Octopus Skin inspires Color-Changing Camouflage Tech
/ August 19, 2014
Researchers have developed a technology based on the skin of cephalopods -- which include squid, octopus and cuttlefish. This technology, according to a press release, allows a material to automatically read its environment and adapt to mimic its surroundings, creating the ultimate camouflage.
Researchers' octopus-inspired camouflage material spells out the letters "U o I" for University of Illinois. Photo credit: Cunjiang Yu et al.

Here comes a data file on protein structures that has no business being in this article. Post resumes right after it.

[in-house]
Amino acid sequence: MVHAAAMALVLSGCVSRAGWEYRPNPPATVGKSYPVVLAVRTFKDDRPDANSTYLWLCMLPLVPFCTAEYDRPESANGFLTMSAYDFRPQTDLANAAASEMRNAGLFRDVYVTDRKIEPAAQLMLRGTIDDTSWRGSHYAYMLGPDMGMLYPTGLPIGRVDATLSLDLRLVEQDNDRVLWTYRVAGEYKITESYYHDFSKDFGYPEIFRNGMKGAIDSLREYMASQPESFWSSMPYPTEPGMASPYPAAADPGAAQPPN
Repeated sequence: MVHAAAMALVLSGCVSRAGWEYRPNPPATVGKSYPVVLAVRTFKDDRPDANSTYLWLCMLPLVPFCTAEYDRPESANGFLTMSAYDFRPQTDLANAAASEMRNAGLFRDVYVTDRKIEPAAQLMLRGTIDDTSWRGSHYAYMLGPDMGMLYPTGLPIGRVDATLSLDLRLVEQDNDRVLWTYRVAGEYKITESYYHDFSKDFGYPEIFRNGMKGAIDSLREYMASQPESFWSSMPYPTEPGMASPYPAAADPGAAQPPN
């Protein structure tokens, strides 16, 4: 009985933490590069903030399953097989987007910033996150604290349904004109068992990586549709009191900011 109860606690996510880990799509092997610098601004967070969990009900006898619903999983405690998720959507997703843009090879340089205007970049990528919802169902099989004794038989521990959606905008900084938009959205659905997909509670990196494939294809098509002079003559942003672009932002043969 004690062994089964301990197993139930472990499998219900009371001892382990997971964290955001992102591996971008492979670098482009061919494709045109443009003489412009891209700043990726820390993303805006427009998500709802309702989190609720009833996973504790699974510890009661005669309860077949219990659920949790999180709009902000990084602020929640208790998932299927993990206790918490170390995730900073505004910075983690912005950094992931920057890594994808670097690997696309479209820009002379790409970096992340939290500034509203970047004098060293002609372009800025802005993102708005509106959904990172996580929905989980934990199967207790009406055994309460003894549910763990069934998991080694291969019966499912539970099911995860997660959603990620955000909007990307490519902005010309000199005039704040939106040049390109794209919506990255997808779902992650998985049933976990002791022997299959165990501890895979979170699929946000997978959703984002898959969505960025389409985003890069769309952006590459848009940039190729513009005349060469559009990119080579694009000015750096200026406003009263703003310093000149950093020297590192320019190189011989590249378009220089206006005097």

"Our device sees color and matches it," said Cunjiang Yu, assistant professor of mechanical engineering at the University of Houston. "It reads the environment using thermochromatic material."
More specifically, ultrathin layers that combine semiconductor actuators, switching components and light sensors with inorganic reflectors and organic color-changing materials are what make up the device's thin layers, and they allow autonomous matching to the device's background.
Currently the prototype works in black and white with shades of gray, but Yu said in the release that it could be designed to work in full color.
Applications for such technology are limitless; it could be applied in defense, toys, vehicles and wearable tech.